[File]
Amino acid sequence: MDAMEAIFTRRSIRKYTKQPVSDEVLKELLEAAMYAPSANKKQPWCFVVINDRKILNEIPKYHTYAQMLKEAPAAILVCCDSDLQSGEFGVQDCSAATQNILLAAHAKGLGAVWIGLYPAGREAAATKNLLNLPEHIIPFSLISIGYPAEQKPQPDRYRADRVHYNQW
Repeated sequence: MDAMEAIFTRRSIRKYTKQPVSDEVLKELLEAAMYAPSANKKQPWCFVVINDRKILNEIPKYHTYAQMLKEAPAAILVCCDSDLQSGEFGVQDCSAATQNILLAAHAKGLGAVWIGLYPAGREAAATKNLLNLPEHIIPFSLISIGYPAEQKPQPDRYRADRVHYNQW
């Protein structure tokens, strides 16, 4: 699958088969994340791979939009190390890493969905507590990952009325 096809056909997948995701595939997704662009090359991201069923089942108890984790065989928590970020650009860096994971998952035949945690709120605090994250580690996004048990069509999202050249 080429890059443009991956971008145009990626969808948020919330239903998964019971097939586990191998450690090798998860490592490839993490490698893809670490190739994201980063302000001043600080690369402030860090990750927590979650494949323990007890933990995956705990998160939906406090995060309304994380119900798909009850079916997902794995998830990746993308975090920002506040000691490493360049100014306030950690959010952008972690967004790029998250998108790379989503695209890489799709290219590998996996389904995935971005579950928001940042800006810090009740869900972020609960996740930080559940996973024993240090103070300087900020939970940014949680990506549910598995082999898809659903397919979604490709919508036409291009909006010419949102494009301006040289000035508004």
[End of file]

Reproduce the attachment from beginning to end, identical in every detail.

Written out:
Amino acid sequence: MDAMEAIFTRRSIRKYTKQPVSDEVLKELLEAAMYAPSANKKQPWCFVVINDRKILNEIPKYHTYAQMLKEAPAAILVCCDSDLQSGEFGVQDCSAATQNILLAAHAKGLGAVWIGLYPAGREAAATKNLLNLPEHIIPFSLISIGYPAEQKPQPDRYRADRVHYNQW
Repeated sequence: MDAMEAIFTRRSIRKYTKQPVSDEVLKELLEAAMYAPSANKKQPWCFVVINDRKILNEIPKYHTYAQMLKEAPAAILVCCDSDLQSGEFGVQDCSAATQNILLAAHAKGLGAVWIGLYPAGREAAATKNLLNLPEHIIPFSLISIGYPAEQKPQPDRYRADRVHYNQW
């Protein structure tokens, strides 16, 4: 699958088969994340791979939009190390890493969905507590990952009325 096809056909997948995701595939997704662009090359991201069923089942108890984790065989928590970020650009860096994971998952035949945690709120605090994250580690996004048990069509999202050249 080429890059443009991956971008145009990626969808948020919330239903998964019971097939586990191998450690090798998860490592490839993490490698893809670490190739994201980063302000001043600080690369402030860090990750927590979650494949323990007890933990995956705990998160939906406090995060309304994380119900798909009850079916997902794995998830990746993308975090920002506040000691490493360049100014306030950690959010952008972690967004790029998250998108790379989503695209890489799709290219590998996996389904995935971005579950928001940042800006810090009740869900972020609960996740930080559940996973024993240090103070300087900020939970940014949680990506549910598995082999898809659903397919979604490709919508036409291009909006010419949102494009301006040289000035508004």